Vermiculture is easy. Just get some red wigglers, and transform organic waste into nutrient dense soil.
by Kaileigh Nichols
According to the United Nations Environmental Program (UNEP), if unconsumed food and its associated waste were a country, it would be the third biggest emitter of greenhouse gases on the planet. Wasting food places unnecessary stress on our waste management systems and intensifies food insecurity, earning its place as one of the top three crises of climate change.
According to the 2021 UNEP Food Waste Index Report, it is estimated that food waste from households, retail establishments and the food service industry totals 931 million tonnes globally each year. This includes 570 million tonnes of household waste and a global average of 74 kg per capita of uneaten food each year. North America sits just below the global average at 69 kg per person.
Managing the waste we produce has never been something we have done well. Recycling programs in affluent countries are fraught with undesirable outcomes unbeknownst to the average person utilizing these programs.
For most consumers, the gap between where things are produced and where they end up is gigantic. Our expectation is that we can get whatever we want, whenever we want, and this, sadly, has long-lasting consequences for the areas of the world having to pick up after us.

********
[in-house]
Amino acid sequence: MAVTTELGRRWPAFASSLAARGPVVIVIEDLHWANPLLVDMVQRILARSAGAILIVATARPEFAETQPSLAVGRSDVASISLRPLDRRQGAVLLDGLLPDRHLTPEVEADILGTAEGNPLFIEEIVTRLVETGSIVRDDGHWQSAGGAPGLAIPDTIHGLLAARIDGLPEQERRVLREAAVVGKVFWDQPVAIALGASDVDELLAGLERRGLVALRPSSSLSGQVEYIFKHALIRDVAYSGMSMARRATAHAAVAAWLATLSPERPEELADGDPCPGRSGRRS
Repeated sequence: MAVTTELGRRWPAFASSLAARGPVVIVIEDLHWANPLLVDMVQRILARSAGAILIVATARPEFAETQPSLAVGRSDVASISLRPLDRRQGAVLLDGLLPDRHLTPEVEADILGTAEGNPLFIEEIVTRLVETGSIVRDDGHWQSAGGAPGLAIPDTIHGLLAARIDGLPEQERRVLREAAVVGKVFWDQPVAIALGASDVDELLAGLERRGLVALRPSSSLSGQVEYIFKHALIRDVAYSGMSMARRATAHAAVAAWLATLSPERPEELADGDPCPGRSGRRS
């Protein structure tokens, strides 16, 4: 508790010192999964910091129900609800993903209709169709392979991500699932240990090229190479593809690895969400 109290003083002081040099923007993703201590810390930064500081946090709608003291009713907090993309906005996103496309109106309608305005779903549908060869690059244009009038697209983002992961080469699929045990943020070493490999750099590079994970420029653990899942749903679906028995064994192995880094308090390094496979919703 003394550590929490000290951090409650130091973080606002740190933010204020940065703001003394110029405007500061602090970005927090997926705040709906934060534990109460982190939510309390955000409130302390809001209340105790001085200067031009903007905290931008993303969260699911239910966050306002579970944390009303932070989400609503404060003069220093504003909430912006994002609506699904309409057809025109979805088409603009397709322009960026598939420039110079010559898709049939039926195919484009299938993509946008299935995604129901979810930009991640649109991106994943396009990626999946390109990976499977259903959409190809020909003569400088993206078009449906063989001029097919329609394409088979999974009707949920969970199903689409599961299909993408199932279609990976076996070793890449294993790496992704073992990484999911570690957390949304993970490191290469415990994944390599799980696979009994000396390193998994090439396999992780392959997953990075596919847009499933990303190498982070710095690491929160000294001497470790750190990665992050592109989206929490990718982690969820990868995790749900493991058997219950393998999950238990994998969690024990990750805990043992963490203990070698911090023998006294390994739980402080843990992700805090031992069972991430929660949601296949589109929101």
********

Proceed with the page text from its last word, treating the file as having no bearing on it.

We recite the mantra “Reduce, Reuse, Recycle” and we believe this is the answer to our environmental woes. However, I believe the cure lies more in the first word than the two following words
From waste to resource
When you buy a bag of apples, what happens to the parts of the fruit you don’t use? Sadly, there is no curbside green bin program for most Canadians and a lot of this waste ends up in landfill along with the rest of the garbage. We treat everything as disposable instead of thinking through the lifecycle of the things we use. I’m not saying that the green bin is the only answer, but I do think it provides a valuable shift in the way in which we view food waste.
How is food waste different from other waste? Well, unlike many kinds of plastics and other things that do not degrade within a few months, food waste, once broken down, should be seen as a valuable resource to improve the health of our soil.
Shifting our language and understanding from waste to resource will be a key component to shifting our understanding of waste.
If you’re fortunate enough to live in a city or town that has an active organic waste recycling program, you may feel these issues do not apply to you. But large-scale waste management systems are not without their own issues. Although many households do utilize these kinds of programs, people often overestimate what can be composted. This results in those resources going into the landfill.
In 2015, about 3.7 million tonnes of organic waste was generated from Ontario’s restaurants, residential units, farms and retail establishments. Sadly, nearly 60 per cent of the resources collected using green bin programs were sent to landfill instead of organic waste processing facilities. Even if the food makes it through the composting system, the resulting products are typically so full of plastics that no one wants to use them anyway.